Contact your local county Extension office through our County Office List.

Close Icon
Science-based gardening information for Colorado communities from CSU Extension, Denver Botanic Gardens, and Green Industries of Colorado.

1558 – Algae and Turfgrass   arrow

Masses of greenish to brownish globs of algae that form on the soil surface can damage turf by suffocating grass plants and roots. As these gelatinous deposits dry, they form tough black crusts that crack and peel off in sheets. This problem is more common in thin, shaded, over-fertilized, and over-watered turf than in well-drained, healthy turf. Compacted areas, especially where water stands, are especially susceptible. Proper soil preparation prior to seeding or laying sod, selecting the proper grass for the site, fertilizing properly and following other proper cultural techniques helps reduce problems with algae. Refer to CSU Extension fact sheet 7.202 “Lawn Care” for more detailed information on lawn care.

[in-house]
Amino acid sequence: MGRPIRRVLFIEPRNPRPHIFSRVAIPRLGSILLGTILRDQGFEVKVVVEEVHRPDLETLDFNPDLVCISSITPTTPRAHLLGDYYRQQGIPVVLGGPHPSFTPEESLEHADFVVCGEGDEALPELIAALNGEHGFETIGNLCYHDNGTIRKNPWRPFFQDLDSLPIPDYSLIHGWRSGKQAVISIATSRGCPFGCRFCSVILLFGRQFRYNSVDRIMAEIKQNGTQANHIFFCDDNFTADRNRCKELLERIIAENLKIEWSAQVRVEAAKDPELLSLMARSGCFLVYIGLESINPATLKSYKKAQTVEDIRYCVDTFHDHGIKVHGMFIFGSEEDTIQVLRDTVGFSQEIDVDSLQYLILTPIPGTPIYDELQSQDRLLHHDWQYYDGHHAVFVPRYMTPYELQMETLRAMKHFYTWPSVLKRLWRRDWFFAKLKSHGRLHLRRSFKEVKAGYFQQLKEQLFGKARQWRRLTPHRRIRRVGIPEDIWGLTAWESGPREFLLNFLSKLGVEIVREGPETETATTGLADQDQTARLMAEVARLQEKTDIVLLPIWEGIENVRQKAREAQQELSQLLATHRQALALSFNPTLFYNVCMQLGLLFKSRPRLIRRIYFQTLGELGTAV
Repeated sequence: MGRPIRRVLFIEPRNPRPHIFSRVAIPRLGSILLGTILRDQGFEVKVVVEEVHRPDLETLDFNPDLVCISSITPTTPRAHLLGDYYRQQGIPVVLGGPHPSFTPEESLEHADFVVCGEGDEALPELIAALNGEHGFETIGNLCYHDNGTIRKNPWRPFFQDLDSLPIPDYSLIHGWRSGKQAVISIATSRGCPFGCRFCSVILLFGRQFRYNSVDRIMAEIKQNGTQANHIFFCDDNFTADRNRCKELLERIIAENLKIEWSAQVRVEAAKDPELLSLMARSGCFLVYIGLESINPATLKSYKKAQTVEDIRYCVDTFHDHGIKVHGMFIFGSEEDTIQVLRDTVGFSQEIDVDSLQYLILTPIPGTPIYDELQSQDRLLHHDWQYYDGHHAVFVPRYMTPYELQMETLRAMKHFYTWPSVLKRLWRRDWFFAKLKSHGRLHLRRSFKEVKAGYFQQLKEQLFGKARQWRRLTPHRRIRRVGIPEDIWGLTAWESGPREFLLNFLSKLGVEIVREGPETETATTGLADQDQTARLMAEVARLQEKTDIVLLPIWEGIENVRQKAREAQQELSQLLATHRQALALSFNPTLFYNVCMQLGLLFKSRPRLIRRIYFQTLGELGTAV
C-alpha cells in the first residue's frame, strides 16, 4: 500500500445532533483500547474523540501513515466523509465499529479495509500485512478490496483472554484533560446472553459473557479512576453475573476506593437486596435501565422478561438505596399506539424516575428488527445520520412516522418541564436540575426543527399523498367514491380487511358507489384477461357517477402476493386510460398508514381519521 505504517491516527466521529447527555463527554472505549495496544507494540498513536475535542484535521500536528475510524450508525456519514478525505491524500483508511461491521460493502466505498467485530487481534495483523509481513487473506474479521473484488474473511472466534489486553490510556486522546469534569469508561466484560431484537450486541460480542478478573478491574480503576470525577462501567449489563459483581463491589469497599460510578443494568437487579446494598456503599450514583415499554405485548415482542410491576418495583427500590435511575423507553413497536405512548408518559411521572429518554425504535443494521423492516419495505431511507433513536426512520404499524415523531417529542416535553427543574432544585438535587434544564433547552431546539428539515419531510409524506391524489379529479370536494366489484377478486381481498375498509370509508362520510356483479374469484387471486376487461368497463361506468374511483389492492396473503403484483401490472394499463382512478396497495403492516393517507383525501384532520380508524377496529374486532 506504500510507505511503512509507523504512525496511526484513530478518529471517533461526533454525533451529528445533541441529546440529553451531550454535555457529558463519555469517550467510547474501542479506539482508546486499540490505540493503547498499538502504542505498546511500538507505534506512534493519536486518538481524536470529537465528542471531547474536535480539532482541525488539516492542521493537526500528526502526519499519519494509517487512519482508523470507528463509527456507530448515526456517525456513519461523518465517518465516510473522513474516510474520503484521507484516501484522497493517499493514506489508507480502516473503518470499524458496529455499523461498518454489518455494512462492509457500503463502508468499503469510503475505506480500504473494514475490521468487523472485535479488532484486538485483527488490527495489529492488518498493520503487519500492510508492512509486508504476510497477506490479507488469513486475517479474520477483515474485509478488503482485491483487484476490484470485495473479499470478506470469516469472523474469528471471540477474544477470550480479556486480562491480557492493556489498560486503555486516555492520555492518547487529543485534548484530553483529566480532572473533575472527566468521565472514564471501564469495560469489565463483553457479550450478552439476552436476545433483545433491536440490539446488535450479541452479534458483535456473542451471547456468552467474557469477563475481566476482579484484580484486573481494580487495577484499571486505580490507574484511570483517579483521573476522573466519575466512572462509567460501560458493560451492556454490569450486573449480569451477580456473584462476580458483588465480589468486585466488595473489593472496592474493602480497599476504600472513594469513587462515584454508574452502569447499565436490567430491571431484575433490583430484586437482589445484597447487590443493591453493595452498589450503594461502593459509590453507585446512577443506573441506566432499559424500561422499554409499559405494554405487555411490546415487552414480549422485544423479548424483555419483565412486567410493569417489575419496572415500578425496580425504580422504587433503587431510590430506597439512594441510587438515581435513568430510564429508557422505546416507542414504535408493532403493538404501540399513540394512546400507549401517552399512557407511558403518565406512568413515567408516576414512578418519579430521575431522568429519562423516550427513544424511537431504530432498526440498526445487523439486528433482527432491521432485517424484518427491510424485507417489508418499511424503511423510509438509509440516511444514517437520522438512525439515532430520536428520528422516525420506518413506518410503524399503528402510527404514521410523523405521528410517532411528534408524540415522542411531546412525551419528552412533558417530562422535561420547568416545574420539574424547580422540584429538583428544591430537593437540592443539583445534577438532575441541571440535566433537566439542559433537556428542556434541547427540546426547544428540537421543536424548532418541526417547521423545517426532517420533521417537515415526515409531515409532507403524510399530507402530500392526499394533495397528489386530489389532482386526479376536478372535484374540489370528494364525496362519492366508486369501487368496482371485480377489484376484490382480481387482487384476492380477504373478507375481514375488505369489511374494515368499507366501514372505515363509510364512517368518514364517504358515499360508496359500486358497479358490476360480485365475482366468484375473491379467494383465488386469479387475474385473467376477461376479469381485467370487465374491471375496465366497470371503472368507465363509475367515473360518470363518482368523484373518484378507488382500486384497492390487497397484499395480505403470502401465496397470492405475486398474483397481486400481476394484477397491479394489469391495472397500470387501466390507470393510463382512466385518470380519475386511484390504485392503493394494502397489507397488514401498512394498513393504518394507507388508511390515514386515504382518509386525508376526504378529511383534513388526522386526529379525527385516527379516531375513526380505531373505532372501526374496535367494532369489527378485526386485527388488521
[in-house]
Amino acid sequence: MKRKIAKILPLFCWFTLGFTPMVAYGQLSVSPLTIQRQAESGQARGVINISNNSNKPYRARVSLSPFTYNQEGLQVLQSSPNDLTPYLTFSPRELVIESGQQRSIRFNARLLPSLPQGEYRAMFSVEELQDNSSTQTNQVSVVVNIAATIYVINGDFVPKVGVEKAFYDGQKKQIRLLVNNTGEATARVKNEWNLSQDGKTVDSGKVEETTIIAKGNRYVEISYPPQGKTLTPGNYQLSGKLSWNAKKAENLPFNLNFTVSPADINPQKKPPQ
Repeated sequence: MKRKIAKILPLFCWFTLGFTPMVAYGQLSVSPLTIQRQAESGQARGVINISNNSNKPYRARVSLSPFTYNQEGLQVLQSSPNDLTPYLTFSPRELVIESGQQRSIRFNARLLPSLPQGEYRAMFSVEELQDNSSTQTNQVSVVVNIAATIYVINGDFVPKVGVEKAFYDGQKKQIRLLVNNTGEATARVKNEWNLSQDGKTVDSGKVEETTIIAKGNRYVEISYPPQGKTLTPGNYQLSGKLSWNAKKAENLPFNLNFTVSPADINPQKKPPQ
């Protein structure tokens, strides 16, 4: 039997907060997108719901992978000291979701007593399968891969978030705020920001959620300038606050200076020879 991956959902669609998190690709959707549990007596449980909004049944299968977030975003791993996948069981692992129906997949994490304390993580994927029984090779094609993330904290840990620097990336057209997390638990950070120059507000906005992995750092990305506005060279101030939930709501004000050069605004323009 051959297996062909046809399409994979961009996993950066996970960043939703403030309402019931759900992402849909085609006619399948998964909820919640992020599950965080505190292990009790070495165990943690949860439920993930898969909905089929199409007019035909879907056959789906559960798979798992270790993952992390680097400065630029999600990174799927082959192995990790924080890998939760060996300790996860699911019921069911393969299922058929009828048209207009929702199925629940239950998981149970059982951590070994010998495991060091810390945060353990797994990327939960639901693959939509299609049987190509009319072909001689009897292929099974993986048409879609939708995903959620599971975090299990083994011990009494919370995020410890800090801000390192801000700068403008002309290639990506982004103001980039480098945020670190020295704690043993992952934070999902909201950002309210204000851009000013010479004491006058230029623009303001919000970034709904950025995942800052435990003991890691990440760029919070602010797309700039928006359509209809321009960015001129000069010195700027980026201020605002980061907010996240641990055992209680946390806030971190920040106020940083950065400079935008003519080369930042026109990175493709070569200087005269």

Algae and TurfgrassMaintaining a thick turf even in areas where shade is a problem, and avoiding water-logged soil and over-watering reduces problems with algae. Watering in late afternoon or early evening has been reported to increase problems with algae. Improving drainage through a vigorous aeration/core cultivation program may also be helpful. The fungicide Fore (mancozeb) is labeled for the management of algae.

For more information, see the following Planttalk Colorado scripts:

For more information, see the following Colorado State University Extension fact sheet:

Tell us what you think!

Do you have a question? Try Ask an Expert!